On the same tour that I saw Skogafoss, I also spent a few hours in the village of Vik on the southern coast of Iceland. This town of about 300 people was the main reason I chose the tour.
I originally wanted to spend a day or two in Vik, but the weather forecast didn’t look good and I opted for the tour instead. Despite some sporadic rain, the tour was great–and the sun peeked through the clouds when we arrived in Vik.
The church is the highest point in town and considered the only safe place in the event of a massive flood that the people have been expecting for a long time. When (not if) Katla erupts, it will melt the Mýrdalsjökull glacier, flooding the entire town. Residents regularly practice emergency evacuations to the church in preparation. Fortunately, Katla stayed quiet while I visited.
The town is known for its black lava beach, basalt sea stacks, and the Reynisdrangar, which are three rocky spires in the Atlantic Ocean. The basalt sea stacks on the beach didn’t even look real.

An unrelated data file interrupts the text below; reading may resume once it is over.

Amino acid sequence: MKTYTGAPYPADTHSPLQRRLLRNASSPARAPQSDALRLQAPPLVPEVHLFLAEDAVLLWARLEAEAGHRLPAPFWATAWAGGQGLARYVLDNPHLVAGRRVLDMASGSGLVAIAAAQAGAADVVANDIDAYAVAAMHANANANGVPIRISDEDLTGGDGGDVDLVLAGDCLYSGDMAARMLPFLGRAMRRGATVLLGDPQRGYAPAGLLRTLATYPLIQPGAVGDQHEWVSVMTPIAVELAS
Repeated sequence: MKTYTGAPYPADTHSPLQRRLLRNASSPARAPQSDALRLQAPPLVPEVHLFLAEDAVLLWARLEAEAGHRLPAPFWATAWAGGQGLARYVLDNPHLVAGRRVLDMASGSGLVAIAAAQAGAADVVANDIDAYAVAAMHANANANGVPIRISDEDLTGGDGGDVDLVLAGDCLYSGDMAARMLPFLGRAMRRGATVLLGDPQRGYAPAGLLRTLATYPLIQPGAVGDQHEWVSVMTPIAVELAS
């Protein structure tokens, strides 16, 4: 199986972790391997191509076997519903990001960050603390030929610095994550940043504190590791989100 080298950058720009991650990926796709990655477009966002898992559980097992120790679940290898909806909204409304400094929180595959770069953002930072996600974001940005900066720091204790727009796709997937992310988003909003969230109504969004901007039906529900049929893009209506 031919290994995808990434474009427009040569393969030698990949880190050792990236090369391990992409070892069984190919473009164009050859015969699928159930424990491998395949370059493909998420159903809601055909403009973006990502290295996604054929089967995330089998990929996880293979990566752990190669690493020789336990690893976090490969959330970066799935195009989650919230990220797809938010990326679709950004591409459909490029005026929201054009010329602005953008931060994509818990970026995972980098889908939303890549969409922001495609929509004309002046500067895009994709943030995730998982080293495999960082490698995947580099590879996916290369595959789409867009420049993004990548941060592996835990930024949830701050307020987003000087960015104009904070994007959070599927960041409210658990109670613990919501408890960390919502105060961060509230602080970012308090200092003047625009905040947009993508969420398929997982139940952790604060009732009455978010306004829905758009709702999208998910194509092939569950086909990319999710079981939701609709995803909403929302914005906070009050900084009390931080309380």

The waves on the beach were huge, and the tour group was warned not to get caught–a few people got a bit close when standing in front of the basalt stacks. We spent a while taking photos on that beach full of pebbles before heading into the village for lunch–it was my first taste of the traditional Icelandic lamb soup (it was delicious).
After lunch, it was time for more walking along the beach (there really isn’t much else in Vik). It was quiet peaceful, and I regret not spending a full day or two relaxing in the village.